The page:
Very few clothing stores can honestly say that they are “clothing neutral.” The Closet Exchange (all 4 of the Great Plain Ave. retail locations for that matter) is one of the few exceptions. In the spirit of humanitarianism and environmentalism, The Closet Exchange, a consignment-clothing store for women, is committed to not wasting any of the articles of clothing that they sell.
Brenda Stark, owner of The Closet Exchange, uses a sophisticated computer based system to keep track of the gently pre-owned items left by consignment account holders. Once entered into the system, items are placed on the racks in the 3 retail stores for sale. The consignor receives 50% of the sale. Unsold clothing is donated to 4 local charities assisting women: Dress for Success, Circle of Hope, Rosie’s Place and Boomerangs. The consignor receives the tax credit for any donated items. In this closed loop, the store does not throw anything away. All of the charities reuse the clothing to support their programs for abused women, women re-entering the workforce, AIDS research, and women in immediate need. Each week, several hundred pieces of clothing are dropped off, processed and placed on the racks for sale. Donations to the above charities are made weekly. More specific information about this process is available on the store’s website: http://www.closetexchange.com/consignment/howto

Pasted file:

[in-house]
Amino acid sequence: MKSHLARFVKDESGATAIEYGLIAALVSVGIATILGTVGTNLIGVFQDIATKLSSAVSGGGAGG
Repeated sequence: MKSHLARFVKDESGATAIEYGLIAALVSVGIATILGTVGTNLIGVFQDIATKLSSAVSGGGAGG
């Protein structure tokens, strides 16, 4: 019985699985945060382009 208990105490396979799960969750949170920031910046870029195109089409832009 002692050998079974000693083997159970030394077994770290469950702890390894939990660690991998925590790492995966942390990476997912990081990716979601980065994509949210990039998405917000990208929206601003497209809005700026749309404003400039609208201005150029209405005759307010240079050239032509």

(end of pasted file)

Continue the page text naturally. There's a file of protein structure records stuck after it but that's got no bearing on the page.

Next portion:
While the clothing given to charity fills an important need for underprivileged women, there is a shortage of other basic necessities such as toiletries and make up. In response to this shortage, Brenda created a program called “Women Helping Women,” for the purpose of donating these items as well as clothing to charities.
The Closet Exchange’s consignment embodies some of the fundamental principles of environmentalism: reducing and reusing. By reusing clothes and other items the need for new clothes is reduced. In other words, the chain does its small part to reduce demand for the production of new clothes, a production process that uses a lot of materials and energy. The Closet Exchange is a good example about how you can think outside the “solar and wind box” for ways to “be green.”